LAST UPDATED: 1 month ago
In my articles about Egyptian Arabic, I occasionally used the Arabic chat language and not the international transliteration. I did this because it is reality. I quickly want to give an overview about the numbers used in Arabic chats for letters.
The Arabic chat-alphabet is also called Arabizi (عربيزي). It uses numbers. The numbers represent Arabic characters which are not found in English.
Since there are different dialects of the Arabic language, the Arabizi writing system is not standardized. But if you use the following numbers and signs, most Arabs will be able to read your text.
ء = 2
This is rare. Often the Hamza is not pronounced in Arabic dialects. Nevertheless, you may see the number 2 when someone needs to type ؤ or ئ or any kind of Hamza.
ع = 3
The number 3 is like a mirrored ع.
غ =' 3
The apostrophe represents the dot on the غ.
خ = 5
In order to be consistent, some people prefer to use the number 7 with an apostrophe resulting in: 7′
ط = 6
Some people also use the capital letter T. What is the reason for the 6? Well, it has almost the same shape.
ظ =' 6
The apostrophe represents the dot on the letter ظ.
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ح = 7
The letter ح has some similarities to the number 7.
ق = 8
If the two dots of the ق closed the gap, we would get an eight lying on its side.
ص = 9
Some people also use the capital letter S. Why the number 9? If you flip the 9 so that it lies on the side, the number resembles the letter ص.
ض =' 9
The apostrophe represents the dot on the letter ض.
A tool for decoding and writing: yamli
Yamli was one of the very first tools which helped people to write in Arabic – and it is still very handy! You can simply use the English alphabet and Yamli will convert it for you into Arabic. Let's do a test and type 27med into the search field of Yamli:
You see from the results that it works very well. 27med means Ahmed (أحمد).
What about the other words we used in the headline?
9ala7 = صلاح
5alid = خالد
Using Latin script in Tunisia is still popular for social media users. I would hypothesise that this for these reasons:
– People got used to it back when phones did not have an Arabic keyboard available, so now you would have to learn a new keyboard layout when you already have this one learned
– Typing shakl on smartphones is difficult, whereas you can easily include vowels in Latin script
– Tunisian dialect often uses borrowed words from French. These can be weird to type in Arabic script.
– The Arabic keyboard on most smartphones includes the eastern numerals ١٢٣ rather than the ones used in Tunisia 123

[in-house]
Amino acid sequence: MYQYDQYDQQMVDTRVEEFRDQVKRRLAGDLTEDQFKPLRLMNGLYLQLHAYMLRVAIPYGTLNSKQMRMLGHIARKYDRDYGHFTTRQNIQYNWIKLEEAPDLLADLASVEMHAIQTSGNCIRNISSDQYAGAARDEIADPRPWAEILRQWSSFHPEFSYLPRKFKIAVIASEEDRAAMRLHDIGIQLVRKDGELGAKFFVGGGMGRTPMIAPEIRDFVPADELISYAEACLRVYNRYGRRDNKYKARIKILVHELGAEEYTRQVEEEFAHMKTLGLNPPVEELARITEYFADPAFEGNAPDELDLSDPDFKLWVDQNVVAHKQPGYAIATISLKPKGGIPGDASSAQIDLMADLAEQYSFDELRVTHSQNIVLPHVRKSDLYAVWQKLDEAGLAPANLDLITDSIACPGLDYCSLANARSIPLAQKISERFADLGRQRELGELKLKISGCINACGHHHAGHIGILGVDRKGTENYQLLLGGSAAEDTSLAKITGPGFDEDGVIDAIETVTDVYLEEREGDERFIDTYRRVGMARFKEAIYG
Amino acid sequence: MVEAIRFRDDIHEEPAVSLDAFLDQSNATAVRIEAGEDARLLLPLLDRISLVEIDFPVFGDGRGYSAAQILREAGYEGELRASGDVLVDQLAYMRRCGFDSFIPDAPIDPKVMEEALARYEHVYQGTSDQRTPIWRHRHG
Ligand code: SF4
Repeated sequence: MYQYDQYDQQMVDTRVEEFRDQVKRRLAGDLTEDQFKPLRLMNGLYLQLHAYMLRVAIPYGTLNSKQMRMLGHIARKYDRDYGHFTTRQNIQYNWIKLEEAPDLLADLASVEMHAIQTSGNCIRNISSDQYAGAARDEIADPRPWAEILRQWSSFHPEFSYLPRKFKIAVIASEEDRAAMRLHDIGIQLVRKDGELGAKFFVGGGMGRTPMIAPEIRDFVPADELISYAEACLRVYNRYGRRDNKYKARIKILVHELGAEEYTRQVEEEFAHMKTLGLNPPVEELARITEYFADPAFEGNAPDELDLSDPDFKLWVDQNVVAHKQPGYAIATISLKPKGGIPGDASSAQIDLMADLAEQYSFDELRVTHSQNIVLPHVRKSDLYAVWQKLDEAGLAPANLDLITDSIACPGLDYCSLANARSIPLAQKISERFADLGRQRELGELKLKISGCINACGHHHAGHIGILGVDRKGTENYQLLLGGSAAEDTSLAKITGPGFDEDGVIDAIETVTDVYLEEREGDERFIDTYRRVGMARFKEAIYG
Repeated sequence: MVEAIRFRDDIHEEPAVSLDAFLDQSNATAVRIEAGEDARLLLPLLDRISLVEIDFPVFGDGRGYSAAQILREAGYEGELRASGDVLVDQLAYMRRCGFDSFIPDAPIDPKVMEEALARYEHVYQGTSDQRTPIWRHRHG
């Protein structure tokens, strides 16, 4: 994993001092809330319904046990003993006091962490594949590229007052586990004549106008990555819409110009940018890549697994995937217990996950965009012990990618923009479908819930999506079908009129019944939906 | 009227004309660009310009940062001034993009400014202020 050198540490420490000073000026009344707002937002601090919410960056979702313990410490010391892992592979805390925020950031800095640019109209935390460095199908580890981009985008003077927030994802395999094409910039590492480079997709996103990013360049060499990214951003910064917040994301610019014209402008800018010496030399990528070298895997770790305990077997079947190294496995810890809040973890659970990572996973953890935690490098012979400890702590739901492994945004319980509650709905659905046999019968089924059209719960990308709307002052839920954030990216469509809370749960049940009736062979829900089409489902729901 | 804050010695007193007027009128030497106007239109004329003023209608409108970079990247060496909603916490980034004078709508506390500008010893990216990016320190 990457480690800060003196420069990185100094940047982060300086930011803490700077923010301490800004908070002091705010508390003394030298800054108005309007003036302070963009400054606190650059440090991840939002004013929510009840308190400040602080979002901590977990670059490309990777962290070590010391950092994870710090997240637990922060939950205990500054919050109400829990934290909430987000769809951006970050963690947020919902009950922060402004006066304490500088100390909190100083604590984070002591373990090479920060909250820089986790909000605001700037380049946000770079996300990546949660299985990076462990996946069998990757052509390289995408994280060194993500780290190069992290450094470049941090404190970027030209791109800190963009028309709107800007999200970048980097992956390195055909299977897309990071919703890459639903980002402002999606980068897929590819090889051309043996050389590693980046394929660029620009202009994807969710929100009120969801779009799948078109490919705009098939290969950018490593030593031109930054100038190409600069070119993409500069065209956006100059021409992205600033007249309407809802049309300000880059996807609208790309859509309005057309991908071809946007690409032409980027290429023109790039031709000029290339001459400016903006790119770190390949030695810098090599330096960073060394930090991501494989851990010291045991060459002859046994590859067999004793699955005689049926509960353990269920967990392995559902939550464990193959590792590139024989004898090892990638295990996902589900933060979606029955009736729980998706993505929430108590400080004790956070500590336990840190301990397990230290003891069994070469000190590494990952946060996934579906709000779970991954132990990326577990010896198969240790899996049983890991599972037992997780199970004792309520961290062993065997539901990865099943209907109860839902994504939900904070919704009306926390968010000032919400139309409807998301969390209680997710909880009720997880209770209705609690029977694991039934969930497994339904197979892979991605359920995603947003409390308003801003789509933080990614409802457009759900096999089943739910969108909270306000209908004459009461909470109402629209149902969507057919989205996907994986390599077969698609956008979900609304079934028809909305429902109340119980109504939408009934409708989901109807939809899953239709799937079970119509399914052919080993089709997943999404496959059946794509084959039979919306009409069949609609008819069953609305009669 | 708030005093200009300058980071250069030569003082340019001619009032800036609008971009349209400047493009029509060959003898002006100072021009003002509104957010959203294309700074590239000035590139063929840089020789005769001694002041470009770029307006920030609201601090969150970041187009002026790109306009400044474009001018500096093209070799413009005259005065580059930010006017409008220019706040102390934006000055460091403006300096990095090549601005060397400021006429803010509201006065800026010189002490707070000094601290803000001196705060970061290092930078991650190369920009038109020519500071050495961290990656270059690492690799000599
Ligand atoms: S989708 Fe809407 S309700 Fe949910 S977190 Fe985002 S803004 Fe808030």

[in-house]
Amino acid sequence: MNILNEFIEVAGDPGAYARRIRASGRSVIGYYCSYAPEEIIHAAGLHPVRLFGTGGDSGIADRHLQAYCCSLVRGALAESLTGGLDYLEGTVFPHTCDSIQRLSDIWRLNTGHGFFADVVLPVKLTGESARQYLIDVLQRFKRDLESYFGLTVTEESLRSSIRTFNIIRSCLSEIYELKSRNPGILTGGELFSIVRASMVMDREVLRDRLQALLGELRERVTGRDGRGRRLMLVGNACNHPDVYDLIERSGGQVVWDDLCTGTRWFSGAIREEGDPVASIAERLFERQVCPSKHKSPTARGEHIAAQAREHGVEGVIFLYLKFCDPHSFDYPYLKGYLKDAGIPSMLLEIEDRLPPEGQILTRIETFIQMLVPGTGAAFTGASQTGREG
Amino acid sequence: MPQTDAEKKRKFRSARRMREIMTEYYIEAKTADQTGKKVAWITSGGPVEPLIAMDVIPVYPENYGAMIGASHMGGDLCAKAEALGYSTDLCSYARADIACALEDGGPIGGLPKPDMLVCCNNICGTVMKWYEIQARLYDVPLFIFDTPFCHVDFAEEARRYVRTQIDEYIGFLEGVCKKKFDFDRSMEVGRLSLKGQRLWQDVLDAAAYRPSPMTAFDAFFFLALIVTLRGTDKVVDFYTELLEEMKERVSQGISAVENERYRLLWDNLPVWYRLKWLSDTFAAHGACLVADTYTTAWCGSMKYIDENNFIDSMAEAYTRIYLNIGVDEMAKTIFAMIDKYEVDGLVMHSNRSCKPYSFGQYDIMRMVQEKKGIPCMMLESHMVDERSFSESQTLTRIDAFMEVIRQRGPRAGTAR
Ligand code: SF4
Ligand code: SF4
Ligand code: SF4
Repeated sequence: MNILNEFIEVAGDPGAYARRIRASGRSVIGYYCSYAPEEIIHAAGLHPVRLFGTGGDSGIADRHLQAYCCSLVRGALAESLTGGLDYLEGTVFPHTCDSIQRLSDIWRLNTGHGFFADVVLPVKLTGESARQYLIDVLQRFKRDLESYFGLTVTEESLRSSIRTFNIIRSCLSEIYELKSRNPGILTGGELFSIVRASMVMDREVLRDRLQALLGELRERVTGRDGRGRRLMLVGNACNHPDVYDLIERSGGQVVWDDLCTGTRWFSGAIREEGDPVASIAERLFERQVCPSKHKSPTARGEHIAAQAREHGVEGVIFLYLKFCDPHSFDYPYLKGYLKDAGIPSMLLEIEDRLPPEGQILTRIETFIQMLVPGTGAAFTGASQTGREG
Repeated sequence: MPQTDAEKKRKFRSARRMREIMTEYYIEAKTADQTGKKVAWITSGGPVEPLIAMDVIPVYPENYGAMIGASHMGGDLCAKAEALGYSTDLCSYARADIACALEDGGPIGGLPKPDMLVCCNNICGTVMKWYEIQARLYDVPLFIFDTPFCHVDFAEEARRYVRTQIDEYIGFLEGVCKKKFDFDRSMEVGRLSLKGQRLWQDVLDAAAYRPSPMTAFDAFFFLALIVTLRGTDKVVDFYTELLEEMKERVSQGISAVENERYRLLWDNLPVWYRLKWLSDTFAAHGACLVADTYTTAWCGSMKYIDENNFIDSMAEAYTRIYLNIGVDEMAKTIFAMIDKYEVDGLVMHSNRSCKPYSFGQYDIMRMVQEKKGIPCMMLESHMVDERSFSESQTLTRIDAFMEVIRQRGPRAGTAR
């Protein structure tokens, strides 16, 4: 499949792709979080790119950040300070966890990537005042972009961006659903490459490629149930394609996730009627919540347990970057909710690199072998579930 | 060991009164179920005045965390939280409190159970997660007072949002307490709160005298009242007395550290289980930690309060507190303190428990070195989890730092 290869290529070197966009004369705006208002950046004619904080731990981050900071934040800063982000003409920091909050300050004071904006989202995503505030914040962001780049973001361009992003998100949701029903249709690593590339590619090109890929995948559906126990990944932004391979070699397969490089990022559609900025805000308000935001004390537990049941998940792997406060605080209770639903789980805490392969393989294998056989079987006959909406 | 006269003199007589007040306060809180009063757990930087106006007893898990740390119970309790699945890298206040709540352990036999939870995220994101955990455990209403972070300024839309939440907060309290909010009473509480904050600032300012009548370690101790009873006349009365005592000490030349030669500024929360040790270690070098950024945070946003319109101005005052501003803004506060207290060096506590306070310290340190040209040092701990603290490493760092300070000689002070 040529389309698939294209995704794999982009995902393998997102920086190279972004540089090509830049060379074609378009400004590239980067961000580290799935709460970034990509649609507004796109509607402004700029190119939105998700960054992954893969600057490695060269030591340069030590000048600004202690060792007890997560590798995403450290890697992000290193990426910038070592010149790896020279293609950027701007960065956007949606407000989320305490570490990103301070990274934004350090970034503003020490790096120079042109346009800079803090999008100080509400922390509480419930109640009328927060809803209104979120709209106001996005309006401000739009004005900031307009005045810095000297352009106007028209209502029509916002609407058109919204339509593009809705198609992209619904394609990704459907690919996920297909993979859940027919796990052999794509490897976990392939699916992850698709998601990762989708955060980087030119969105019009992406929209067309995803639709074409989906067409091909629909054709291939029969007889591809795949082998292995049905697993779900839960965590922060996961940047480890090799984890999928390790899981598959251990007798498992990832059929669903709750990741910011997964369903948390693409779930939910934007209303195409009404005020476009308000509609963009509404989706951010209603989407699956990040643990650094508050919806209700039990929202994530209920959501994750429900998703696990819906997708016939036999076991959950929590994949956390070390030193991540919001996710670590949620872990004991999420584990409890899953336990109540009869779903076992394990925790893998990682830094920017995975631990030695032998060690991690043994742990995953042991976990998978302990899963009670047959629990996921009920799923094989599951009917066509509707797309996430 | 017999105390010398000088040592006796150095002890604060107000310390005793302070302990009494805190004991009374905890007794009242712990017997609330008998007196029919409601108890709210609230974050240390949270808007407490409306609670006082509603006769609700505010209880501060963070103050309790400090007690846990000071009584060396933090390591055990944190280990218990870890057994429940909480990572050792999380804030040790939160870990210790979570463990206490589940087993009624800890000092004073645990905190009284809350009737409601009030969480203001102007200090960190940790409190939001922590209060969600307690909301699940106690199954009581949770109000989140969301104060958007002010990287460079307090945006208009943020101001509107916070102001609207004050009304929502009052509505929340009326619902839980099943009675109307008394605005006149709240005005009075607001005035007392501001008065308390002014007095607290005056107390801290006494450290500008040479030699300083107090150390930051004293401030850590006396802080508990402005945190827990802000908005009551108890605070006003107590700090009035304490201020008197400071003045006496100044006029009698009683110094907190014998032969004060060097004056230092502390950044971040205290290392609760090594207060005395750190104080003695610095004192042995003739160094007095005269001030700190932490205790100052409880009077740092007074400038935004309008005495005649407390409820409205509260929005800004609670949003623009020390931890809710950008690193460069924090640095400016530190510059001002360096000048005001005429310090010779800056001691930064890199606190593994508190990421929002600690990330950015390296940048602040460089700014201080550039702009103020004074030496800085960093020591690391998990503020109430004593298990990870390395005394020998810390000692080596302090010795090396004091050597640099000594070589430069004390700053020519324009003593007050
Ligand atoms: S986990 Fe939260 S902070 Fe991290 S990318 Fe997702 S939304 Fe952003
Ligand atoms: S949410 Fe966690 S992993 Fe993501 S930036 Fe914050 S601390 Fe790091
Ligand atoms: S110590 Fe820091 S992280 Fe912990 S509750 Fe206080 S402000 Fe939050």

– Font sizes for Arabic script both on smartphones and on larger screens are too small in my opinion. It can be difficult to read a crucial dot or a crucial shakl.
– Some people just don’t know how to configure their device to easily switch between keyboard layouts
– On laptops and desktops, some people do not attempt to type in Arabic script if Arabic script letters aren’t physically printed on the keyboard, which they aren’t always
– There are multiple Arabic keyboard layouts, which different from operating system to operating system, and from desktop to smartphone, and from country to country, and the Tunisian keyboard layout isn’t always on the list of supported keyboard layouts.
I would also like to note that autocorrect on smartphones is *extremely* annoying when typing in dialect, as it does not accept dialect words, only MSA words. (Of course, this also applies to writing dialect in Latin script.)
I know people who regularly use Yamli and have never bothered to learn how to write in Arabic script directly.
Here in Tunisia, we use this alphabet, which is different from the one in this article:
th ث / ذ
a = fatha vowel
i = kasra vowel
ou = damma vowel
I thought I would share!
Many thanks for your insights!!! I appreciate it.
Thank you for this brief overview.
10 – 12 years ago this way of writing Egyptian dialect was threatening to take over the use of Arabic script in writing colloquial Egyptian on messaging and social media platforms.
Now its use has become rare on social media and I speculate whether it will soon become extinct and be considered an anachronism of early social media days. I’m sure I’ve seen it recently but now I can’t seem to find any posts written in it.
I think it is, or rather was, a fun script that really highlights the fluidicity, liveliness and richness of languages.